Phone: (408) 723-0822
FAX: (408) 725-8950



July 31, 1997

HEADLINE: Genzyme Transgenics' Cancer Vaccine Produces Immune Response in Multiple Myeloma Patients; Clinical Trial Will Be Accelerated Under New Agreement

Genzyme Transgenics Corp. (Nasdaq: GZTC) today announced that its idiotypic cancer vaccine produced a tumor-specific immune response in four of five multiple myeloma patients treated in a phase I clinical trial being conducted by researchers at the National Cancer Institute (NCI) and University of Arkansas for Medical Sciences (UAMS).

The tumor-specific response experienced by patients in the trial indicates the vaccine's potential ability to reduce or eliminate residual cancer in patients who have not responded to other therapies. Based on these preliminary results, the company will accelerate vaccine production and patient enrollment for an expanded phase I clinical trial under a new agreement with UAMS.

Idiotypic cancer vaccines contain proteins derived from a patient's own tumor. Results of the trial were recently presented at the Sixth International Workshop on Multiple Myeloma. FRAMINGHAM, Mass., July 31

"These results demonstrate that idiotypic vaccines can produce anti-tumor immunity in myeloma patients who have partially or completely responded to prior chemotherapy and transplantation," said Larry W. Kwak, M.D., Ph.D., principal investigator at the NCI, who vaccinates patients in the trial. "The new agreement between Genzyme Transgenics and UAMS allows us to vaccinate a greater number of myeloma patients and gives us the hope of improving and sustaining these immune responses."

The new agreement, which is an adjunct to the existing Cooperative Research and Development Agreement (CRADA) between Genzyme Transgenics and the NCI, will allow the company to manufacture myeloma vaccines for at least 30 patients this year. Genzyme Transgenics has produced 28 individual, patient- specific vaccines since 1994.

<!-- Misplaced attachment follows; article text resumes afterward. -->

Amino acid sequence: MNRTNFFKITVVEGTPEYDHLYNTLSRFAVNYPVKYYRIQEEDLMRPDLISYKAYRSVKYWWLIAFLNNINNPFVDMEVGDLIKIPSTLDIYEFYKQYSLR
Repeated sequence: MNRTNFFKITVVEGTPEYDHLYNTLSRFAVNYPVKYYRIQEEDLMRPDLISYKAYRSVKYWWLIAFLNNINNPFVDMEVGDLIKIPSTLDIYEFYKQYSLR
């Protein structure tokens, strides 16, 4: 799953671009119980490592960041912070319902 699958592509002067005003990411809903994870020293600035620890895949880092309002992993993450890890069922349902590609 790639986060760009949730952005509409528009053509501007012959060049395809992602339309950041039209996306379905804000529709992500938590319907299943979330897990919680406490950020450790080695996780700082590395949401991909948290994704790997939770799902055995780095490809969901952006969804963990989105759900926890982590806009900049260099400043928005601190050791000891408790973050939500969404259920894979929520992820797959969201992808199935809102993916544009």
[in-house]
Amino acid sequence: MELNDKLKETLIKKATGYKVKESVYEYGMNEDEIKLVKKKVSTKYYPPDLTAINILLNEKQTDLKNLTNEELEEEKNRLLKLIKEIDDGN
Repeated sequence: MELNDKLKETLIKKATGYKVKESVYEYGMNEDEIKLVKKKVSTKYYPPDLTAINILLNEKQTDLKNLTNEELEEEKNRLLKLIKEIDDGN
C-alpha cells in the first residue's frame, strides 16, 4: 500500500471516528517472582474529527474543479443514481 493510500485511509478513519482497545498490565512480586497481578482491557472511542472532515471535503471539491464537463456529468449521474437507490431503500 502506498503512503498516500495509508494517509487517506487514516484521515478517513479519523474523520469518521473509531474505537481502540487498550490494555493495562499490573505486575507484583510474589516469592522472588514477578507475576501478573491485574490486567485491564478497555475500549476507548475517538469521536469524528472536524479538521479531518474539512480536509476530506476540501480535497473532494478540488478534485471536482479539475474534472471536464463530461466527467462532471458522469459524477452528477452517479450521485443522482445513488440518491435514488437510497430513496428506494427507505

"These results give us further reason to believe that idiotypic vaccines may provide a uniquely effective approach to the treatment of myeloma and other incurable blood malignancies," said James A. Geraghty, Genzyme Transgenics' president and chief executive officer. "This agreement reflects Genzyme Transgenics' commitment to expand its production facilities and processes for cancer vaccines under the terms of our CRADA with the NCI."

Multiple myeloma is a type of cancer that is caused by an over- proliferation of plasma cells. This type of cancer often spreads to the bone marrow. Current treatment involves transplanting a patient's own blood stem cells into the blood stream, coupled with a high dose of chemotherapy. This therapy can induce an initial complete response in 40 to 50 percent of newly- diagnosed myeloma patients, but many patients experience disease relapse.

In addition to assessing safety, investigators in the phase I trial also hope to determine whether inoculating patients with idiotypic vaccines both before and after transplantation can induce sustained anti-tumor immunity that would eliminate any contaminating myeloma cells present in the transplant material or that remain in the patient. If the vaccines work, they could increase the chances for sustained complete response to the transplant.

"These findings are important because we can now combine autologous transplantation, which we know can induce remissions in some myeloma patients, with a therapy that may reduce or eliminate residual disease," said Bart Barlogie, M.D., Ph.D.,UAMS's chief of hematology and oncology.

Genzyme Transgenics chose UAMS as the trial site because researchers there transplant autologous stem cells into a substantial number of multiple myeloma patients each year.

Genzyme Transgenics is a biotechnology company focused on biopharmaceutical development through transgenic production of genetically engineered therapeutic products; specialized contract research services for pharmaceutical, biotechnology, medical device and other companies; and the production of cancer vaccines. Genzyme Corp. owns approximately 43 percent of the outstanding stock of Genzyme Transgenics and has allocated these shares to Genzyme General (Nasdaq: GENZ).

This press release contains forward-looking statements about the potential efficacy of idiotypic vaccines for the treatment of multiple myeloma. Actual results may differ materially from these projections, depending on the results of this and subsequent clinical trials.

Genzyme's releases are on the World Wide Web at http://www.genzyme.com/ They are also available from Genzyme's fax-on-demand service at 1 (800) 436-1443 within the United States or 1 (201) 521-1080 outside the United States.
Source: Genzyme Transgenics
Contact: Patricia F. Dimond, Ph.D., 1 (508) 270-2374 , or Cheryl Greenhouse, 1 (617) 252-7785, both of Genzyme Transgenics